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Caught in the Web: The Déjà Vu Disaster!


Dot-com Bubble and the Deja Disaster

The late 90s and early 2000s witnessed an unprecedented rise and sudden collapse of the Internet sector, an event known as the dot-com bubble. During this era, investors were eager to pour their money into any company associated with the internet due to the extravagant predictions of rapid future growth. However, amidst the buzz of the new internet economy, many companies met their downfall, and one such company was

Established in 1995, started as a marketplace for both new and used goods but soon transformed into a service platform. It operated Deja News, a large-scale operation of archiving Usenet discussions, an early online discussion system, where users could search and participate in these conversations. The company aimed to utilize this user-generated information for enabling better consumer choices.

In its glory days, was a popular platform for users because it provided not only a platform to discuss and share, but also a simplified search feature that was well ahead of its time. The company succeeded in compiling an unprecedented collection of user viewpoints, opinions, and reviews, a standard concept in today’s times but revolutionary back in the 90s.

However, despite its innovative service, fell prey to a consequential yet common problem during the dot-com bubble- the lack of a sustainable business model. The company relied heavily on advertising revenue yet failed to attract sufficient advertisers due to its niche userbase. Although the Usenet discussions provided significant value, the potential to monetize this content was not clearly defined. This lack of clear monetization strategy combined with extravagant operating costs triggered financial instability within the company.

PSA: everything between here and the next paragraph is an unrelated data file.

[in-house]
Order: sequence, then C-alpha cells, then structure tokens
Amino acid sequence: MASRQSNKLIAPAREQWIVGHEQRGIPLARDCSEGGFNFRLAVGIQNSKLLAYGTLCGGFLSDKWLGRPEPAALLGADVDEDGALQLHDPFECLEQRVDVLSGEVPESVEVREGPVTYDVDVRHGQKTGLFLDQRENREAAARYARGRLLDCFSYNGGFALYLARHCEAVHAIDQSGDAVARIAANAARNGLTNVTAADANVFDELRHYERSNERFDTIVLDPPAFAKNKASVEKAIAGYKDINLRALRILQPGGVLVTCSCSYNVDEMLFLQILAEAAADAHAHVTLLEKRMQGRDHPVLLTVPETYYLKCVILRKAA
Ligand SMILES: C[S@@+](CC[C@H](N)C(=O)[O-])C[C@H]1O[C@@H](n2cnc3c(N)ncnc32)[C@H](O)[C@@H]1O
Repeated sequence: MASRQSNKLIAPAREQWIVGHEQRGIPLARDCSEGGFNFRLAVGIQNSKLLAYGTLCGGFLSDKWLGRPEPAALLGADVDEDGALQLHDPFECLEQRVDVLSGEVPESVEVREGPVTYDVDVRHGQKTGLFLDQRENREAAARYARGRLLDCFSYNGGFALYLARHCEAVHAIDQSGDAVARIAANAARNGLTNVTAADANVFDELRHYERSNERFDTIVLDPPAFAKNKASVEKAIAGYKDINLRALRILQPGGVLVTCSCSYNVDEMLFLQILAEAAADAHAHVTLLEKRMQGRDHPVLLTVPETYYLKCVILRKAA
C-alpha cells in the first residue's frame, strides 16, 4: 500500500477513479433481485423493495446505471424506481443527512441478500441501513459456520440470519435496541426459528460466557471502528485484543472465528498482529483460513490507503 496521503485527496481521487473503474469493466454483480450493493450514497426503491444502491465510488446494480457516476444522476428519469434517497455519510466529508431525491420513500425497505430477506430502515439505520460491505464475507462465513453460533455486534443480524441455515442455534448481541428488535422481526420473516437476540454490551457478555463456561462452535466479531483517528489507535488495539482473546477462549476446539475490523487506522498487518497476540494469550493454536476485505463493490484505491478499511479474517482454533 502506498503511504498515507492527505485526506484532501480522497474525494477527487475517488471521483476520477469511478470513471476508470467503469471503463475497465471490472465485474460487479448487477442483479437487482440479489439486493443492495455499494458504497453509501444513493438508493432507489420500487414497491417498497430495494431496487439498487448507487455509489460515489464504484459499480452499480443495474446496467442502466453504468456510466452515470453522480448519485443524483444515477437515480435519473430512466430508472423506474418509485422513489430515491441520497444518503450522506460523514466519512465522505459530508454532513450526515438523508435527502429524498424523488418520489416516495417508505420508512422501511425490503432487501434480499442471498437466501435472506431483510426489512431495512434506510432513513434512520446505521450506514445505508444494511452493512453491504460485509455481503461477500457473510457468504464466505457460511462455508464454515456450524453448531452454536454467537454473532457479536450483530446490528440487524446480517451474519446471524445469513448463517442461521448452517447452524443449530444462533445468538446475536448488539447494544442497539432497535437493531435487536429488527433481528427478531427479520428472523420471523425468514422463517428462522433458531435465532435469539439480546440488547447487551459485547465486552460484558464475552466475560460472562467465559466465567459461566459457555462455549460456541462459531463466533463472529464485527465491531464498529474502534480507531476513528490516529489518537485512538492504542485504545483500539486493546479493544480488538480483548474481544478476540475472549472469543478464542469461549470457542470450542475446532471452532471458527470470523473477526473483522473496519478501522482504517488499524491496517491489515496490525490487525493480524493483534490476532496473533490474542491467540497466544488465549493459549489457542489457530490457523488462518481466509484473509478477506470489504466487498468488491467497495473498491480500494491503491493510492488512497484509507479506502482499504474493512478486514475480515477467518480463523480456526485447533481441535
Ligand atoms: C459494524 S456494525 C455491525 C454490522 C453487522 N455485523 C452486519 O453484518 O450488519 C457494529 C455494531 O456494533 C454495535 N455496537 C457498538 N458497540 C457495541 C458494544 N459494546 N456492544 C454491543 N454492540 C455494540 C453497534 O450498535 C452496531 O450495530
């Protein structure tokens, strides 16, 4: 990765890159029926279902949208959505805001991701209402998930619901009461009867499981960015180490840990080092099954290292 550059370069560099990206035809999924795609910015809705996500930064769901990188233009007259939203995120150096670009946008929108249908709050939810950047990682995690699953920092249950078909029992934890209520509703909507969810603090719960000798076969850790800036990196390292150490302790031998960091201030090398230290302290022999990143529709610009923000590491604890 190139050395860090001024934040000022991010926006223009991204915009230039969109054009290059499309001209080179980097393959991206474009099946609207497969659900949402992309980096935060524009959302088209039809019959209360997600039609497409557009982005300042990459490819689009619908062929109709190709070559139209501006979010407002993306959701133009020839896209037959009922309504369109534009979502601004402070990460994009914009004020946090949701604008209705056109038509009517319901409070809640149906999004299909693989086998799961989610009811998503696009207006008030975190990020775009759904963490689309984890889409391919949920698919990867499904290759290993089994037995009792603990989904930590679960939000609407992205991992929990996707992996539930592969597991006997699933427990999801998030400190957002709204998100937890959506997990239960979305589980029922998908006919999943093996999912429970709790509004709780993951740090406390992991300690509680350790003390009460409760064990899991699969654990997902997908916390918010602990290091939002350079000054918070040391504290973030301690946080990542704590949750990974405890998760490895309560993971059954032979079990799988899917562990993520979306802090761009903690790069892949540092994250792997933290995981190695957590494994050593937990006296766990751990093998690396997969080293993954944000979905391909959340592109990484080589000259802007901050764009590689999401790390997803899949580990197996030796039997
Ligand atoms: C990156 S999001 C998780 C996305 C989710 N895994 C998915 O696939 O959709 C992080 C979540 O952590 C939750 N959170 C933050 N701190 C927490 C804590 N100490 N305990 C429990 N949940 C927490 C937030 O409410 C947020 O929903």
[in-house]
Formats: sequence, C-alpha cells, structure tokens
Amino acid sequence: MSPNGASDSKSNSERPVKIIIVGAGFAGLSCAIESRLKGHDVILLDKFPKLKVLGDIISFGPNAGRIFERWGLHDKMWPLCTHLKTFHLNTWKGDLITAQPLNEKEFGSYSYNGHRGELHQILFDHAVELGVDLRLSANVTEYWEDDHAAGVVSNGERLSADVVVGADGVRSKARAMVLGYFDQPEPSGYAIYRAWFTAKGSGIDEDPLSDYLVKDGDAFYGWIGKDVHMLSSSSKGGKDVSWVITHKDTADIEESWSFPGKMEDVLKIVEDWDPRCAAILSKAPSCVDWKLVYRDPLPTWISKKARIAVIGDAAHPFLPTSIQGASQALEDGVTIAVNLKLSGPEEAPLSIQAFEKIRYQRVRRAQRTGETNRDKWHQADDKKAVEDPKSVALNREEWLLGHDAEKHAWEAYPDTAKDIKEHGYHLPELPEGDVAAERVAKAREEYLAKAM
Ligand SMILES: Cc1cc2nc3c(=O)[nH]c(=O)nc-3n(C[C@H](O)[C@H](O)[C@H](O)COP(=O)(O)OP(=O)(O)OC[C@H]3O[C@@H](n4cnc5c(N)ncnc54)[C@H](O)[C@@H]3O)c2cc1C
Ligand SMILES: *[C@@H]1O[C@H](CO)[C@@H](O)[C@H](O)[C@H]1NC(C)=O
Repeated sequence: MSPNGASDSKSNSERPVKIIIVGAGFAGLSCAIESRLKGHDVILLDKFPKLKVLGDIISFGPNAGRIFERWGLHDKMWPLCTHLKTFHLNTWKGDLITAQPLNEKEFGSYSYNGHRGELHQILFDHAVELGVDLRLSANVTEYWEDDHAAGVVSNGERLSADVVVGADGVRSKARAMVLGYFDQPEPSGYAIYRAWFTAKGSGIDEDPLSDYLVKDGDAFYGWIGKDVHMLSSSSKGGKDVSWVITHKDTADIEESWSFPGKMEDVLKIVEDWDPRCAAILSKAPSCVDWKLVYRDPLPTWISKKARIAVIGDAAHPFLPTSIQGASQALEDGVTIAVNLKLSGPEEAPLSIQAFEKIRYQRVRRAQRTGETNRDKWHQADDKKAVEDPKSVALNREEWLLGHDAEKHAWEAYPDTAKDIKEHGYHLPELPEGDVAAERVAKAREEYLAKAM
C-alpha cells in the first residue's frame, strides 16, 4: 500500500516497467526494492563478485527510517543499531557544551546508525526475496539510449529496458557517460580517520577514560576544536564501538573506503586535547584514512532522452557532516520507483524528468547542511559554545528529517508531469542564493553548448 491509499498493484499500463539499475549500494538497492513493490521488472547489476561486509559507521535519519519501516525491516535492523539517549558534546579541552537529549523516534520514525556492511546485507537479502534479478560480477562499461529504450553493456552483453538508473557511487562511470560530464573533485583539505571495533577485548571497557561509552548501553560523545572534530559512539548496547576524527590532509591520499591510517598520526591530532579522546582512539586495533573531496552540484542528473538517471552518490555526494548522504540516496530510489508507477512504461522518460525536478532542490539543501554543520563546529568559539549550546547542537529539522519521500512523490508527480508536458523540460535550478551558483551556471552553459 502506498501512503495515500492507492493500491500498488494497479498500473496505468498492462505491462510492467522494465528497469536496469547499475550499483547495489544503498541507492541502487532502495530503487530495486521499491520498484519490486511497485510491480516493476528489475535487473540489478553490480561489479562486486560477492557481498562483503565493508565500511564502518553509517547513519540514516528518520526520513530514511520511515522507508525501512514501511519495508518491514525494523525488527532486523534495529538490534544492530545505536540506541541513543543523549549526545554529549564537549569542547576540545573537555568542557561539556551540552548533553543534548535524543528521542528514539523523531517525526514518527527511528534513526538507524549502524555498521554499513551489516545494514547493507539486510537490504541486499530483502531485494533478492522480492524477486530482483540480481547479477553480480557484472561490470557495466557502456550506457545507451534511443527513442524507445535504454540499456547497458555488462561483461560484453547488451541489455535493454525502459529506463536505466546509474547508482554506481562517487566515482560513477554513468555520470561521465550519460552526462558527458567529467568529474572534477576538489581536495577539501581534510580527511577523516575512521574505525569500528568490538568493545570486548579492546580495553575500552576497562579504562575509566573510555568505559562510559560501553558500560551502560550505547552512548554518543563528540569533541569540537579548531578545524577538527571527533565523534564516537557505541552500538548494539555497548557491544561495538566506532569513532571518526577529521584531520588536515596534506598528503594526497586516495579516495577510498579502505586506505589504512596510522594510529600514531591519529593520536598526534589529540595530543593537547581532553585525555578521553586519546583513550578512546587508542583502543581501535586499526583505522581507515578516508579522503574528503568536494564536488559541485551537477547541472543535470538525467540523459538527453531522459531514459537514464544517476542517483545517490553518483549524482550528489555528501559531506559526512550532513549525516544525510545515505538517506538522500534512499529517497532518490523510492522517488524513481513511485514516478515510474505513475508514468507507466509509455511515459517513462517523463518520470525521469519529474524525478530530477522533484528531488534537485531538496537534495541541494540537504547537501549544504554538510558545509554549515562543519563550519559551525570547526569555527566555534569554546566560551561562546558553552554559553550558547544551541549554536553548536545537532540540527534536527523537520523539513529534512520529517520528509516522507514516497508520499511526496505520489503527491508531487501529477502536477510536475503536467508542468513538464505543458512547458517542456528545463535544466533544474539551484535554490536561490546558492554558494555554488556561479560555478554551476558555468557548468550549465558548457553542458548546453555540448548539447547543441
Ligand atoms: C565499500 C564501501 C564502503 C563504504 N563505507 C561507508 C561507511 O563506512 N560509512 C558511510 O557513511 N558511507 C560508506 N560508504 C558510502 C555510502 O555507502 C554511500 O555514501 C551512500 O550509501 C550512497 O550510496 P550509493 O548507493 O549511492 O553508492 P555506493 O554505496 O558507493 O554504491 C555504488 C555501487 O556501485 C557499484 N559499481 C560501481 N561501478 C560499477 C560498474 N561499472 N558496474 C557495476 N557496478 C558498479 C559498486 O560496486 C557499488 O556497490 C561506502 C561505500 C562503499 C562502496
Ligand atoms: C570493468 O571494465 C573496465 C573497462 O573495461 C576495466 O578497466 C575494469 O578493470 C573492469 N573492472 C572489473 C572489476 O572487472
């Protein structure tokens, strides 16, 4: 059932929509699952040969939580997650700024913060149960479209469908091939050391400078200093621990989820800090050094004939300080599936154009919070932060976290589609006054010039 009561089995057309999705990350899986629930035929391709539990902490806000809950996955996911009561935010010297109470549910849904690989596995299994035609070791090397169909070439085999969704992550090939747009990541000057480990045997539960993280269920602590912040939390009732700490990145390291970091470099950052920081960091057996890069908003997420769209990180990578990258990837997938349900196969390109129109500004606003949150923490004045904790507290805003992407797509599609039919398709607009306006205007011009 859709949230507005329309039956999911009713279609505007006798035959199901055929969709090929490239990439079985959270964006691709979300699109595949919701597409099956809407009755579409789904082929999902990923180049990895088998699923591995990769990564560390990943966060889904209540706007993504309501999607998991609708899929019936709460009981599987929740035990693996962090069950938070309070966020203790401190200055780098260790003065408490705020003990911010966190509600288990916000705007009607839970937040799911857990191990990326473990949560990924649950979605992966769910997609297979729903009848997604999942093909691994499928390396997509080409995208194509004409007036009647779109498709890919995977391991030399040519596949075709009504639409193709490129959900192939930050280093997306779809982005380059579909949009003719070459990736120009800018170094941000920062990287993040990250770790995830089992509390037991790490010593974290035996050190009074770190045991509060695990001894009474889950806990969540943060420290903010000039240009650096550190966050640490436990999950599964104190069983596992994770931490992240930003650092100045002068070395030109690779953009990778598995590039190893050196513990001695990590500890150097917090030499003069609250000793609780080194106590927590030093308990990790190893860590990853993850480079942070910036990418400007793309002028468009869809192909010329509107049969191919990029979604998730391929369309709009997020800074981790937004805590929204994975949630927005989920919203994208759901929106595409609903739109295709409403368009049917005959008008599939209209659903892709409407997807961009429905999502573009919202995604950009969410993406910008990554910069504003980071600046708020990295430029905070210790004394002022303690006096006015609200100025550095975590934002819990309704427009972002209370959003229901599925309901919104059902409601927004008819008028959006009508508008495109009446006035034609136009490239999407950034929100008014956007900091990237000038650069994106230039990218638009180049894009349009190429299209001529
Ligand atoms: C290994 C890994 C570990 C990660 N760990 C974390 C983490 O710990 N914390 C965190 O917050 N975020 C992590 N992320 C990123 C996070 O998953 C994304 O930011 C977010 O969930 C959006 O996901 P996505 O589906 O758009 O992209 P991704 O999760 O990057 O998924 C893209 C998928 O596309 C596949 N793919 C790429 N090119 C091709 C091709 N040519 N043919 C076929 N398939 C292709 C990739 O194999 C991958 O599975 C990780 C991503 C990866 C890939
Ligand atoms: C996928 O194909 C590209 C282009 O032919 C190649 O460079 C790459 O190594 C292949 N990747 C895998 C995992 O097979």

Following several unsuccessful attempts to procure additional funding and facing increasing competition from tech giants who started to offer similar services without charge, began its severe economic downfall. Contrary to its ambition to create a new type of online marketplace, the company found it difficult to not only generate money from the platform but also keep its users active. After numerous failed attempts to gain financial stability, initiated a sale of its assets.

In February 2001, one of its biggest competitors, Google, purchased the archive of Usenet discussions from to extend their text search capabilities. With this asset acquisition, Google introduced Google Groups, which included the complete archive of The remaining parts of were sold off to different companies, marking the end of what was once a promising dot-com player.

The disaster is an eye-opening chapter in the history of the dot-com bubble. It delivers important lessons about internet-based companies’ sustainability and growth. Despite offering an innovative service, the inability to effectively monetize the platform was the key factor that led to the company’s downfall. It serves as a reminder that while innovative ideation is crucial, a well-defined, viable business model is equally significant in the longevity of a company’s success.

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